Smart consumption for the environment | WWF

Smart consumption for the environment

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Oecophylla sp. Tropical ant. Silhouette of a line of ants on green leaf.
© WWF / Chris Martin Bahr

Save Paper

Paper is too valuable to waste - around the world we use 1 million tonnes of paper every day. Too much of this paper usage is wasteful and unnecessary and puts huge pressures on the environment. Here are some easy steps you can take to reduce your carbon footprint.

  • Ask yourself the golden rule of saving paper: Do I really need to print this?
  • Use both sides of the paper. Set your printer or copier’s defaults to double sided. Select one-sided printing only when really needed.
  • Avoid printing out single line e-mails or unnecessary copies of documents
  • Recycle the paper you have and ask for recycled paper products
The WWF Guide to Buying Paper is a great source of information for purchasing paper from sustainable sources for offices and homes.
 
	© WNS
I can save paper!
© WNS

Reduce, Reuse, Recycle

As individuals living in a city, we can tweak our lifestyles to reduce our environmental impact. Following the 3Rs can help cut down on the amount we consume and the waste we generate.
  • Ditch disposables, bring back the lunchbox! Using reusable containers, mugs and cutlery when taking away food cuts down on waste generated.
  • Bring your own reusable shopping bags to reduce the use of plastic bags.
  • Choose items with less packaging.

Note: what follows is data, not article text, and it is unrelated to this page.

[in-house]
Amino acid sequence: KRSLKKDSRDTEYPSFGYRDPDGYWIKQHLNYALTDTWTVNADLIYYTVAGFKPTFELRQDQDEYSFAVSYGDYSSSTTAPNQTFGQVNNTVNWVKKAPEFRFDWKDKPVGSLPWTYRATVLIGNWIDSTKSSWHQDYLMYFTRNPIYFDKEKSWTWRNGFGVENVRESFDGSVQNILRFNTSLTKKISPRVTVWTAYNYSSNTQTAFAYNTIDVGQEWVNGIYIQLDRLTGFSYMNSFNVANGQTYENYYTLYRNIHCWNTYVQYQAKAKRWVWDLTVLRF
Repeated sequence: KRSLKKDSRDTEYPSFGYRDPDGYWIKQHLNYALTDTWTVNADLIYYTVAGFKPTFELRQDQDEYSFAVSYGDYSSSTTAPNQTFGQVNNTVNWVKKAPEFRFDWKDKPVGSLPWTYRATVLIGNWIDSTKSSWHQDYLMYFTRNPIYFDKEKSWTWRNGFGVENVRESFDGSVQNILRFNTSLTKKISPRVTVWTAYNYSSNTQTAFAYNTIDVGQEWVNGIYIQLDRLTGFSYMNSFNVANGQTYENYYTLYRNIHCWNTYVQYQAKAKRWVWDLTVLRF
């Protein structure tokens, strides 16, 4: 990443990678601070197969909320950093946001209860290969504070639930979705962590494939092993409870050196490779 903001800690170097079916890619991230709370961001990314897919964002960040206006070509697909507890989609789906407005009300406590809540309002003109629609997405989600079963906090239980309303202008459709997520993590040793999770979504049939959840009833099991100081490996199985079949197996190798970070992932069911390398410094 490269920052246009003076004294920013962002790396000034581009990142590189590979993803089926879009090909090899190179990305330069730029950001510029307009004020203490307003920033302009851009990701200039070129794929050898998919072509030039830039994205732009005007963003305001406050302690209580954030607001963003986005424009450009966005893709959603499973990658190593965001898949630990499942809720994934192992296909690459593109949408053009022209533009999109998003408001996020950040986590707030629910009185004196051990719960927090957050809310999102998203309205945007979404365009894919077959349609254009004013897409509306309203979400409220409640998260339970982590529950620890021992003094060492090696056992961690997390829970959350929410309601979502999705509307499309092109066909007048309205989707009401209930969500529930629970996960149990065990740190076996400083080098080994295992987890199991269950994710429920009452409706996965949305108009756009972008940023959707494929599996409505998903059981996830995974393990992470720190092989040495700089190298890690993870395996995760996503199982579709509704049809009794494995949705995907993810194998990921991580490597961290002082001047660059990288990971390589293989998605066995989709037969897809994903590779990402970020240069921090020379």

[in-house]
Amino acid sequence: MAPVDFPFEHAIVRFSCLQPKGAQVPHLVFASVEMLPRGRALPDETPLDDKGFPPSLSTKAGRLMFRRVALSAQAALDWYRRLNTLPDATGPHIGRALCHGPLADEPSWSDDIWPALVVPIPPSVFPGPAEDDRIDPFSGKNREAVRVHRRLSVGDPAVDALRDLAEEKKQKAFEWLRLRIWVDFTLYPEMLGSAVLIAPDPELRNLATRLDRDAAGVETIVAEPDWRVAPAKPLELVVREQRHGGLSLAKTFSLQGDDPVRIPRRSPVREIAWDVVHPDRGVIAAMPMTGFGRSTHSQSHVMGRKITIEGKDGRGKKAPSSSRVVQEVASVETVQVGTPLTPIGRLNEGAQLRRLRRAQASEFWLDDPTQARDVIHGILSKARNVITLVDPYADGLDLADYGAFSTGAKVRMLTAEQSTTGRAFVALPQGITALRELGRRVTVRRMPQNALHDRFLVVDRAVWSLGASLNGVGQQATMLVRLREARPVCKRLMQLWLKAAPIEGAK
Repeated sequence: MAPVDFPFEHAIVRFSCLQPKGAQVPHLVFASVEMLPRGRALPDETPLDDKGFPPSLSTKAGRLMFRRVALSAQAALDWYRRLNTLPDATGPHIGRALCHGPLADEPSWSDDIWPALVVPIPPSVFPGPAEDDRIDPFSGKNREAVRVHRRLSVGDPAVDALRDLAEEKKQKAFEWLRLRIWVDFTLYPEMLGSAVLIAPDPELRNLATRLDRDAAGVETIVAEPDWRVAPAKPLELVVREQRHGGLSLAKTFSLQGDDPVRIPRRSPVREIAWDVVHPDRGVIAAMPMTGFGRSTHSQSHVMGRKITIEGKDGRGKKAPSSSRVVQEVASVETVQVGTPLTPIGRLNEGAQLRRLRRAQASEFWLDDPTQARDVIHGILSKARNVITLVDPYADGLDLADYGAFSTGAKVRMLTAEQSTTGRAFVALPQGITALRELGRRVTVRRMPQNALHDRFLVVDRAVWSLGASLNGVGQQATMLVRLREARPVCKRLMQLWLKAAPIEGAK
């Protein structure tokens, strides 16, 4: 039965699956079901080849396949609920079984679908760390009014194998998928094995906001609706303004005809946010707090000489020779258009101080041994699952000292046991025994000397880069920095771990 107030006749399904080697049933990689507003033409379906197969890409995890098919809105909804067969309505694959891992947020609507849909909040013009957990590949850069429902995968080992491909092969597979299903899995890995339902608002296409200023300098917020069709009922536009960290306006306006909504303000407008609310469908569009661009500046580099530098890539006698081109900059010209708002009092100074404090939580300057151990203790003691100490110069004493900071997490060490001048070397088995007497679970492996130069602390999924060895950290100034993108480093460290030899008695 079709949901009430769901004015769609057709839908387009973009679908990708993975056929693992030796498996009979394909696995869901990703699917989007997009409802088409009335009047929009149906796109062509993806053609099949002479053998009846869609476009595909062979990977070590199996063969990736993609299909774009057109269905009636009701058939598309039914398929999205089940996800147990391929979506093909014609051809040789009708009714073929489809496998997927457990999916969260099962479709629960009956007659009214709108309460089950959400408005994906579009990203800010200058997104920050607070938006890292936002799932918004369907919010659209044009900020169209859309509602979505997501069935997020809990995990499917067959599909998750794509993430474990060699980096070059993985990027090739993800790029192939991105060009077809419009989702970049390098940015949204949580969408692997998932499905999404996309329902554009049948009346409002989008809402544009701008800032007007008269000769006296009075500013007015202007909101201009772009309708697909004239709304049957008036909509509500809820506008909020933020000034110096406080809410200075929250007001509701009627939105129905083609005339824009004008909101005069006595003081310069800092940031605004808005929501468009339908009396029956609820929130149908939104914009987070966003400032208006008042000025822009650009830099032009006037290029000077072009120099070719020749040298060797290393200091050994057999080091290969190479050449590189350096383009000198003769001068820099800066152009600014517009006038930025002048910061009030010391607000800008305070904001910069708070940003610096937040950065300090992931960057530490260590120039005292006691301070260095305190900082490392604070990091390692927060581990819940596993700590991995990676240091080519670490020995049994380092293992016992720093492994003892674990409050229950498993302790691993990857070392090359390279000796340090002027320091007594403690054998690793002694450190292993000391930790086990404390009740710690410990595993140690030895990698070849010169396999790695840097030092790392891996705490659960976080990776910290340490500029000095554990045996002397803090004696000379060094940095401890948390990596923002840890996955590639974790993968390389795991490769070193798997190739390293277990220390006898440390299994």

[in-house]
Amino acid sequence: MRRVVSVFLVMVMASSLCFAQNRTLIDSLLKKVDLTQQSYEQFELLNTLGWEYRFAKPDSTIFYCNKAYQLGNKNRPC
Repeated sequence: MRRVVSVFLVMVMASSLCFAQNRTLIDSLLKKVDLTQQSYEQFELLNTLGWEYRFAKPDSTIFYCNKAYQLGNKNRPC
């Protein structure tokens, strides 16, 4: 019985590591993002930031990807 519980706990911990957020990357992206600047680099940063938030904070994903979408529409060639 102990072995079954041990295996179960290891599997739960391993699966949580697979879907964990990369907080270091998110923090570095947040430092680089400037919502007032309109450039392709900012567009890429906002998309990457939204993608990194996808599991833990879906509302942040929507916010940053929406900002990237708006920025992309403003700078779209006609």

Recycle everything you can’t reduce or reuse. Apart from the traditional paper, can and bottle recycling, electronic waste such as phones, cable modems and print cartridges can be recycled too.

Shop Responsibly

 As consumers, the daily choices we make have an impact on the environment. To start off, think about whether you really need something before you buy it and think about where it comes from.
  • Invest in good-quality, long-lasting items that don't need to be replaced frequently
  • Buying second-hand furniture, clothes, accessories and books reduces the need to create new products
  • Use cleaning products that are biodegradable so they don't pollute our waterways
  • Choose cosmetics that contain only natural and organic ingredients and are not tested on animals
  • Choose apparel made from sustainable materials such as recycled PET bottles and organic bamboo
  • When buying gifts, avoid getting cut flowers as they take up a lot of resources in production and transportation. Consider a practical, living gift like a potted plant or fruit basket instead.
 
	© WWF / Richard Stonehouse
A shopping trolley containing many typical products at a supermarket
© WWF / Richard Stonehouse

Eat Wisely

Think about where your food is from and how it is produced. Cutting down on meat products and buying local and sustainably-produced food will have a positive impact on the environment.

Use the WWF Singapore Seafood Guide to enjoy your seafood sustainably.